See my other forays into adventure.

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After the successes of yesterday there’s not much that can get better.  We begin day 2 at a rather leisurely pace at our roadside turnout.  With our primary objective conquered, we create a secondary plan consisting of vehicular and pedestrian assault.
Goldmine route in Alleghany, CA (day 2)
Day 2 begins from our base camp in Alleghany as we drive to within ¾ mile of Gold Star Mine.

Time: 9:35am
We parked in the downtown Alleghany parking area, nothing more than a wide section of Main Street with a “No Parking For More Than 12 Hours” sign across the street from the post office/museum and a jump from the bar.
Oh the sweet memories of a mobile BaseCamp as we head out for the day.  Parking here saved us the .6 mile trek through this booming metropolis.
Our initial goal was to stop by some of the mines we passed late last night.  But after heading slightly more than ½ mile and encountering the snow, remembering the holes in the boots and the dark GPSr nether regions of the previous night our objective changed to another set of mines.
Downtown Alleghany parking.jpg (300x225 pixels)
Gold Star exit.jpg (300x221 pixels)
Gold Star Mine
Time: 10:19am
elevation: 3,866ft
We park the mobile campsite at the nearest widening of the road, nearest the road that leads toward the mine.
The uphill trek begins.  It sure seems a lot more UP than the previous days traverse on no road at all.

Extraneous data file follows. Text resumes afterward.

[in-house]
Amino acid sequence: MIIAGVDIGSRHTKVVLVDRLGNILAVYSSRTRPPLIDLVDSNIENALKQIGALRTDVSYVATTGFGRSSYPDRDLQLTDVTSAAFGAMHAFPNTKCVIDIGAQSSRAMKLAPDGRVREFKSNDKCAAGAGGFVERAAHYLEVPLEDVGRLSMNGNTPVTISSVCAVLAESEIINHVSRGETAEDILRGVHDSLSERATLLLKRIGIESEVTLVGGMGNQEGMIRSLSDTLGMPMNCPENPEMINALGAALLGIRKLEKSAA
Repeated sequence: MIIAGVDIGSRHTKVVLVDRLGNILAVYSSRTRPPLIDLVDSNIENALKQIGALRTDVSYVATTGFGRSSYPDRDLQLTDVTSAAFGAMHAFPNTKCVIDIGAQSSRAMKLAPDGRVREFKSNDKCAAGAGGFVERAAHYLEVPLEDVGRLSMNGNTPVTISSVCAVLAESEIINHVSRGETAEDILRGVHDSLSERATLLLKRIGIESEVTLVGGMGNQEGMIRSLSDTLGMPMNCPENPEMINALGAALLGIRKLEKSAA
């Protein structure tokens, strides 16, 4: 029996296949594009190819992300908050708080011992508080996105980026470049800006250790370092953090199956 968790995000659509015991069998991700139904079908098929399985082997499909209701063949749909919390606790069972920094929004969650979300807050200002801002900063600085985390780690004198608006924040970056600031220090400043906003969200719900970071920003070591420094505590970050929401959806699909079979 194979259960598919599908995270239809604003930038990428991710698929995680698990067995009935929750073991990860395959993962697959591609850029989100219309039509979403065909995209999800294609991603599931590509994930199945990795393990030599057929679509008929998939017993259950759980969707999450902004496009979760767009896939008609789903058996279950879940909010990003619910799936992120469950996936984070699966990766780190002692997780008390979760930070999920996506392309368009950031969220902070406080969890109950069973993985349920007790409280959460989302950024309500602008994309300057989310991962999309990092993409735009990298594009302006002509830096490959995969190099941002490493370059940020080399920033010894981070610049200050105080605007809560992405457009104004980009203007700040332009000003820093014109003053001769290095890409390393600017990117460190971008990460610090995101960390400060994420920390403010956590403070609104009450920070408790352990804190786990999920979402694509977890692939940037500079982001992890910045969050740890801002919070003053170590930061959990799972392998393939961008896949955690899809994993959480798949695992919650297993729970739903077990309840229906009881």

Time: 11:03am
elevation 4,175ft
Hurray, not as exciting or arduous but a definite FIND!  No doubts here.
But wait, a sign says Exit and the gate is locked from the inside.  I wonder…
possible Gold Star entrance.jpg (300x225 pixels)
Yup, trekking uphill about 50ft yields a dangerous and exciting find.  A vertical shaft leading down into the mine.
Photograph taken, consider mine exploration completed and one more off the books.
Hub Mine
Time: 11:47am
One of two cabins visible from the only completely paved road into and out of Alleghany, CA.
Mobiling as far off the highway (and I use that term loosely) as we dare, we park and descend to cabin and mine location.
Hub mine lodging from Ridge Rd.jpg (300x225 pixels)
Hub mine house a fixer.jpg (150x112 pixels)Hub mine bachelor's pad.jpg (150x112 pixels)
A quick peek inside each of the cabin yields valuable information.
The cabin on the left has a bedroom, a bathroom, a living/dining/kitchen room.  The cabin on the right has one big room and old box spring coils in the middle of the room.  One of these miners must have had the civilization that a woman brings to the mix.
Hub mine.jpg (300x225 pixels)
The Hub Mine!
Bill sports the way.